This is my first attempt at building a digital camera. When I set about to do this, I had a few requirements in mind:
- Portability: It should not be tethered to a laptop or power supply, easily stuffed in a backpack
- Large frame size: Simply put, none of this small format 1/1.8" sensor BS. Big frame and fast(ish) lens for slim depth of field.
- (Relatively) Inexpensive: Less than $1000 all told (fingers crossed on this one).
- (Relatively) Good image quality: It should produce images that you won't be ashamed to print on a postcard.
- Mostly open-source: Should contain very few parts that have to be ripped out of something else - making an exception for the lens here, because optical design is not in my wheelhouse
Considering these requirements, I settled on the "scanner camera" design, which true to its name, "scans" a linear photodiode or CCD array across an image plane to produce a 2D image. There's really no other cost-effective way to produce medium-format digital images, unless you have a silicon nanofabrication facility in your backyard. So, over the course of a few weeks I whipped up an initial concept for what I'm calling "SPUD" (which refers to the "potato-like" quality of the images it will produce) and it also stands for the "superfluous perpetually useless device").
It will be based around the (grayscale!) TSL1406RS linear photodiode array, which consists of 768 light-sensitive pixels with 63.5 micron pitch. The linear array is scanned across the image surface using a linear stage and a stepper motor. The viewfinder is basically a piece of ground glass that swings into place. All of the motion control, image processing, etc, will be driven by a Teensy 3.2.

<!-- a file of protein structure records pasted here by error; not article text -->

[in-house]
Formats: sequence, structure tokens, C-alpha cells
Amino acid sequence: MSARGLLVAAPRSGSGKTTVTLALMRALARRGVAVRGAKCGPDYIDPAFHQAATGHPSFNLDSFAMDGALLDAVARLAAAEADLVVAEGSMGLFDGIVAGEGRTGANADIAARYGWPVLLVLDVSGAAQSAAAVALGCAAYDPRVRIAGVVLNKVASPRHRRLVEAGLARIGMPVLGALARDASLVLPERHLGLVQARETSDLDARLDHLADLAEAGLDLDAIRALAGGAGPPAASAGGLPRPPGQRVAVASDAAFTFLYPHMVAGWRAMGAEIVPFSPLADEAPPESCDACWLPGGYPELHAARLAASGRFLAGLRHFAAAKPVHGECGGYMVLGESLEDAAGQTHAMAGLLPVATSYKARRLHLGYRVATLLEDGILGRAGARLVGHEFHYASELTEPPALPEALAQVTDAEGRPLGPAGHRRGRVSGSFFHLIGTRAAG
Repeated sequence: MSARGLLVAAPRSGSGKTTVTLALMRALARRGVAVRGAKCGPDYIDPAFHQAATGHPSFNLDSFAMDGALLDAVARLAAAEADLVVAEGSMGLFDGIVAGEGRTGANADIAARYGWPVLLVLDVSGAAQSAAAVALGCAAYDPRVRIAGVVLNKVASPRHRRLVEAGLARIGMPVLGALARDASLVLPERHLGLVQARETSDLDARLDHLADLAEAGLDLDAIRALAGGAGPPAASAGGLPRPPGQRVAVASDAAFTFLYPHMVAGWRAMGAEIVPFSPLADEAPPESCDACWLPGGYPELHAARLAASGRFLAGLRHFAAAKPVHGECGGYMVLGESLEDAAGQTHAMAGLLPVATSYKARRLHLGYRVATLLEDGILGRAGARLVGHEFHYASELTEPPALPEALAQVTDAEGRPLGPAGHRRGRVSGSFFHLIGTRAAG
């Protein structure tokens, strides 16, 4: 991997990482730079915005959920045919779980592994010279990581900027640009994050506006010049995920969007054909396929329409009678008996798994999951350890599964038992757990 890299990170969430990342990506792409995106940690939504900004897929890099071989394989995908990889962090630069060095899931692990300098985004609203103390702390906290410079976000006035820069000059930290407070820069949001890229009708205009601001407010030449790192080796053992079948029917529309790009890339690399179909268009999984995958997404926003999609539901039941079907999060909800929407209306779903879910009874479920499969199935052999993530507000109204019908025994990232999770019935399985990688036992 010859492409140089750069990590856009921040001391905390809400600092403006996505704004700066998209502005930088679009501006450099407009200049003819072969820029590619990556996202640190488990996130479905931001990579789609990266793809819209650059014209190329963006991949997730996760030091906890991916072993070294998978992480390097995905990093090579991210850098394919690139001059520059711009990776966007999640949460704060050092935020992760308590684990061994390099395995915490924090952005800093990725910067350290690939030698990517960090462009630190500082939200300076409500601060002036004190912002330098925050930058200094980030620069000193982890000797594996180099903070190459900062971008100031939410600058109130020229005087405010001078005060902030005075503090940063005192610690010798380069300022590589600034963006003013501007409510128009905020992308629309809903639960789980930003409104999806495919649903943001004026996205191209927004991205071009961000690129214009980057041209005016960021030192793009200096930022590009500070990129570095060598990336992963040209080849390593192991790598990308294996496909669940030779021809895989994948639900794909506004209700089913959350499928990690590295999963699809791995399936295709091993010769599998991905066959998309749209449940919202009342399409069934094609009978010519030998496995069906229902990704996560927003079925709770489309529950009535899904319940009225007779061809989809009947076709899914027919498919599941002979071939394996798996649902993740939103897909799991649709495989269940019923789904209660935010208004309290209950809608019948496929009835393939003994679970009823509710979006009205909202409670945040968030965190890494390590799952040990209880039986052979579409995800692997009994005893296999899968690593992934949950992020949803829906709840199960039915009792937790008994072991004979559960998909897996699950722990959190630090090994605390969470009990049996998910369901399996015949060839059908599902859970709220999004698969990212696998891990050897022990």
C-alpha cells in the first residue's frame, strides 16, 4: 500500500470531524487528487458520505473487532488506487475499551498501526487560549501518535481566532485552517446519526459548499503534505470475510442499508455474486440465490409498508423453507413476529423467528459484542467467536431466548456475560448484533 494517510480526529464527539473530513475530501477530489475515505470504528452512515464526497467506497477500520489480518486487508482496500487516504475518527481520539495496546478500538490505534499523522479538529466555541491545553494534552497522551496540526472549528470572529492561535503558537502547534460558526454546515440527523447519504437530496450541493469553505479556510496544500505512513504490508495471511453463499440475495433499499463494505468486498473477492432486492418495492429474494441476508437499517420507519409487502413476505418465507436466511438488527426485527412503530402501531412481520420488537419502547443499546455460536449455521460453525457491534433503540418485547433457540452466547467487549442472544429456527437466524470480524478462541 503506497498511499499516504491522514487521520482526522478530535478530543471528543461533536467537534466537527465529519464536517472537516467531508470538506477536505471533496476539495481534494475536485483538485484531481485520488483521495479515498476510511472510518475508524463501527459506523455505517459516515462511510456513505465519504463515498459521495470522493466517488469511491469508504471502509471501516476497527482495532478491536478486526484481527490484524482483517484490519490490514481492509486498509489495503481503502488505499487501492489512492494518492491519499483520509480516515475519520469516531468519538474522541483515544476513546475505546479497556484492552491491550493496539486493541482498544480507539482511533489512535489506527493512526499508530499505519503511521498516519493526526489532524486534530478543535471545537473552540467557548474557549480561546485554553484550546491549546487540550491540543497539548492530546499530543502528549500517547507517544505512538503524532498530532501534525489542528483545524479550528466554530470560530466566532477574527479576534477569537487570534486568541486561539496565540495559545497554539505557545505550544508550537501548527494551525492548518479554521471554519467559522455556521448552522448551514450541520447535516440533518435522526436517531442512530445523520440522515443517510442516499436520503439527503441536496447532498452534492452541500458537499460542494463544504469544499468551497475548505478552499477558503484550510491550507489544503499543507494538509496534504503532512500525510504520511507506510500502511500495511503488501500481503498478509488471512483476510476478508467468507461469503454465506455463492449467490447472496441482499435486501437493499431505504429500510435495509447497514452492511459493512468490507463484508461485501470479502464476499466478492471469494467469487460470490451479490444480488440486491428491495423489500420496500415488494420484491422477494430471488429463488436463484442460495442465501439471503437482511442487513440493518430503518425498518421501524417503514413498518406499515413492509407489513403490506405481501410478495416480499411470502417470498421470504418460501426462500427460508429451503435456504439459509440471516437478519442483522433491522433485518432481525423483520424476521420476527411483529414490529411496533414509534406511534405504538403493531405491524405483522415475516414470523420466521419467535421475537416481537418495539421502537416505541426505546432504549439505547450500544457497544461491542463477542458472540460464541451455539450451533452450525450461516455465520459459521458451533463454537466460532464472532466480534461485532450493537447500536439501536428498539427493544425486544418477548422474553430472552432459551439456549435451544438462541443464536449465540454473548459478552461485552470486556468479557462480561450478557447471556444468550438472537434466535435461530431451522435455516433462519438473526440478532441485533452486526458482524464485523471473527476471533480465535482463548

I am definitely skipping a few steps here (and I would like to elaborate on the mechanical design at a later date!), but earlier this week I received the TSL and Teensy in the mail, and took to breadboarding the thing to see how it would tick.
Here's what it looks like on a breadboard. I'm also using an Adafruit 1.8" TFT screen to display the imaging parameters, image preview, and to store the image data as a PGM (portable gray map) file on a microSD card. Going on a tangent here, I decided to use the PGM format because - well, I'm too lazy to write up the complicated BMP header. Also, BMP's don't handle 16 bit grayscale values. JPEG and PNG compression is not something I would like to attempt either.
So far, the stuff on the breadboard can:
- Capture a progression of line-scan images, and save them to a PGM file on the uSD card.
- Produce a small preview of the image on the LCD.
I haven't yet put everything on a linear stage, so there's no way to "scan" the sensor across an image plane. However, leave it to an impatient engineer to figure out a way to make it work (temporarily, and rather poorly). By scanning the sensor across the image projected by a simple double-convex lens (f = 40mm), I can make a wobbly-looking image with a lot of spherical aberration (from the simple lens).
Not bad! But also, not good. Still you can kind of tell what's going on in the image. The contrast is pretty poor, because of significant light leakage. It can only get better from here!